Author Topic: Speedo  (Read 10593 times)

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Offline BikingViking

« on: February 29, 2008, 06:21:46 pm »
Ok, I am going to ask a question I know I will regret. What is the best cycle computer out there. My old dear and trusted Vetta finally gave up the ghost and I need a new one. With so many to choose from, I want some feedback. I don't need a unit that will tell my how fast my hair grows, just the basic functions.

Offline staehpj1

« Reply #1 on: February 29, 2008, 08:38:49 pm »
I like most of the Cateye wired models.  I prefer one that does cadence so I use the Cat Eye Astrale 8.

I tend to stay away from wireless after having problems with 3 different ones.  My two companions this summer on the TA used Ascent Delta V's from Performance and they were awful.  You had to remember to turn them on every time you started and they went nuts around power lines, neon signs, and electric fences.  If parked near a neon sign they some times registered quite a few miles while parked.  I also had a Cateye wireless model that didn't work out (I forget which model), since that I just buy wired.

I am sure some wireless models are fine, but I have given up on them.

Offline DaveB

« Reply #2 on: February 29, 2008, 10:36:56 pm »
I like most of the Cateye wired models.  I prefer one that does cadence so I use the Cat Eye Astrale 8.

+1 on the wired Cateyes.  I have Enduro or Mity model Cateyes (same computer but the Enduro mount has a heavier gauge, more rugged wire) on all 6 of my bikes and they have been as trouble free as any electronic devise I've ever seen.  Battery life is excellent (literally years) and the batteries (CR2032) are cheap and available at any Wal-Mart or drug store.

I have no personal experience with the wireless models but other peoples stories have convinced me to avoid them.  The increased purchase cost and need for two batteries isn't worth the small appearance gain.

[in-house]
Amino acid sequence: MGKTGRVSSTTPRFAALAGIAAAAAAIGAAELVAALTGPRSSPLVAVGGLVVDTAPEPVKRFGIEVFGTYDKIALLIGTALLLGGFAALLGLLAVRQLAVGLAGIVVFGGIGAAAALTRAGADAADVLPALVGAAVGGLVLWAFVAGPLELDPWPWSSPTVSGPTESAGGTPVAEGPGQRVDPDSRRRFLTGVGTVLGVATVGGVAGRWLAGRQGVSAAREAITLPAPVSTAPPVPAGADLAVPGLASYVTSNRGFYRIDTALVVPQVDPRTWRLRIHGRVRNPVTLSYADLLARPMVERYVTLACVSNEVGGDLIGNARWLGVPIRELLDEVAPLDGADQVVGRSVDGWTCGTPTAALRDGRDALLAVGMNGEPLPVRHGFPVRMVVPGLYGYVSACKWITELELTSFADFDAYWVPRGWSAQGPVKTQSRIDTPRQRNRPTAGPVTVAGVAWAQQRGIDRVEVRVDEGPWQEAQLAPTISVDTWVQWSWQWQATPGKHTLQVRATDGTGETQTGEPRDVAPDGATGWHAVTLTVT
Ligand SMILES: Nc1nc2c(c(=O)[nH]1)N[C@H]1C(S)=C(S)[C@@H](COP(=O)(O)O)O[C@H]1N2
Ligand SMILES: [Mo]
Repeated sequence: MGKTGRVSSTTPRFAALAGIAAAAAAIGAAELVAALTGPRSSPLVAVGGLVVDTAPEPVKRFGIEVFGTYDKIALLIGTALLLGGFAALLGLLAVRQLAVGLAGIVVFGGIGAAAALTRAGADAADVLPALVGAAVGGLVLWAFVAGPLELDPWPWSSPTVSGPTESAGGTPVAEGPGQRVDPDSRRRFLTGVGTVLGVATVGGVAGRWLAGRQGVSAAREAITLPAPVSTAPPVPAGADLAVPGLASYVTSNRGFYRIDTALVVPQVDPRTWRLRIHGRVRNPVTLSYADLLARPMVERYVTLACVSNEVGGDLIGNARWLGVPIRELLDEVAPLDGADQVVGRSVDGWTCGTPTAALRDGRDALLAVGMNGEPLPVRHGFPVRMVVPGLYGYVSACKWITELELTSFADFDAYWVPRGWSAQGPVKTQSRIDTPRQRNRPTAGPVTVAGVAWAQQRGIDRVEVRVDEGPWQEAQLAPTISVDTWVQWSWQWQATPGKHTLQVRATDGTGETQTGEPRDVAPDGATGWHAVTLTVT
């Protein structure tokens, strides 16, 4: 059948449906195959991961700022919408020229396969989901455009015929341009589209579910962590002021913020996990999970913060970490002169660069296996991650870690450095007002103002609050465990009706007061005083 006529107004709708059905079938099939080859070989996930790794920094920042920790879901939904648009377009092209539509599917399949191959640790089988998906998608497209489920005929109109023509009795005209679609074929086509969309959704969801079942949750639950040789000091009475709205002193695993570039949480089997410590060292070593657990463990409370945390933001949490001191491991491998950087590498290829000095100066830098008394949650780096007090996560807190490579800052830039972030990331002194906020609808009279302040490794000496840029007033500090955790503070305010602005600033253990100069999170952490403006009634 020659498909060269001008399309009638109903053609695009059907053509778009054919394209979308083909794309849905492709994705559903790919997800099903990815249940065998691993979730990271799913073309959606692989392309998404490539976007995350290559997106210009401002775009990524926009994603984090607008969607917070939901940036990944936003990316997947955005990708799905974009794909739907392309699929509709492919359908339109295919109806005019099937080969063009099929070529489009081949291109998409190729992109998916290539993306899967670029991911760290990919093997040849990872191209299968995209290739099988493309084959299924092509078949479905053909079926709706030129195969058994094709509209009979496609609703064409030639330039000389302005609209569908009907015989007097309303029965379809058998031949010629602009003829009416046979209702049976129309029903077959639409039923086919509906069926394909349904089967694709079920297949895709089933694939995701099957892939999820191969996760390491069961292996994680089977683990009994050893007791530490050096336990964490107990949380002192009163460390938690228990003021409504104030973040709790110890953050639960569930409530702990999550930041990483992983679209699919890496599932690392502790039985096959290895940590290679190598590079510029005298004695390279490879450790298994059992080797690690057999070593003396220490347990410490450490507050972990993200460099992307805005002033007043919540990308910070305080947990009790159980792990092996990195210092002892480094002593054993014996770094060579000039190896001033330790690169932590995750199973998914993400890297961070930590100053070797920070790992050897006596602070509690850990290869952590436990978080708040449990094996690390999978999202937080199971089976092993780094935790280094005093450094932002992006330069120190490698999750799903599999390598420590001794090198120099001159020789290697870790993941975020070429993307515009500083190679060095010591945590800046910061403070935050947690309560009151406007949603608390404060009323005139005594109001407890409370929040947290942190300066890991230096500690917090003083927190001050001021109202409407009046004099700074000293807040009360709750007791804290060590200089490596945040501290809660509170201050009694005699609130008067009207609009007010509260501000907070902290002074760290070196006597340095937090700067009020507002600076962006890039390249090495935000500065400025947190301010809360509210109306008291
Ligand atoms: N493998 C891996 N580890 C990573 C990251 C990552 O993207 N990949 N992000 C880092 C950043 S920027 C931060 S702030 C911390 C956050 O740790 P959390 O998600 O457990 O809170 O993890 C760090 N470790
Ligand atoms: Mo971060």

Offline whittierider

« Reply #3 on: February 29, 2008, 11:59:58 pm »
Wireless ones aren't worth the trouble.  They're too susceptible to interference from traffic-light sensor loops in the street, high-tension power lines, heart-rate monitors, etc..

We have some Avocet 25's in our large family fleet of bikes, and the ones they made in Taiwan were good, but the ones we got after they started making them in China needed frequent fixing, whether for cracked solder at the contacts, bad buttons, water getting into the sensor, etc..

When I researched the computers on the market in an effort to decide what the next few we would buy would be, I found in the owner reviews that there was a lot of dissatisfaction with cycle computers-- more than probably any other part of a bike.  The Cateye Mity-8 and related ones scored well however.

We have several of the Cateye Mity-8 which is similar to the Astrale-8 mentioned above but instead of cadence it has two trip odometers.  So far the Mity-8's have been totally reliable, easy to use, and have the functions we want.  The oldest one is going on three years with the original battery.  If you keep records of your overall odometer distance and the battery goes dead, when you put the new one in you can enter the odometer value and pick up where you left off instead of starting over at zero.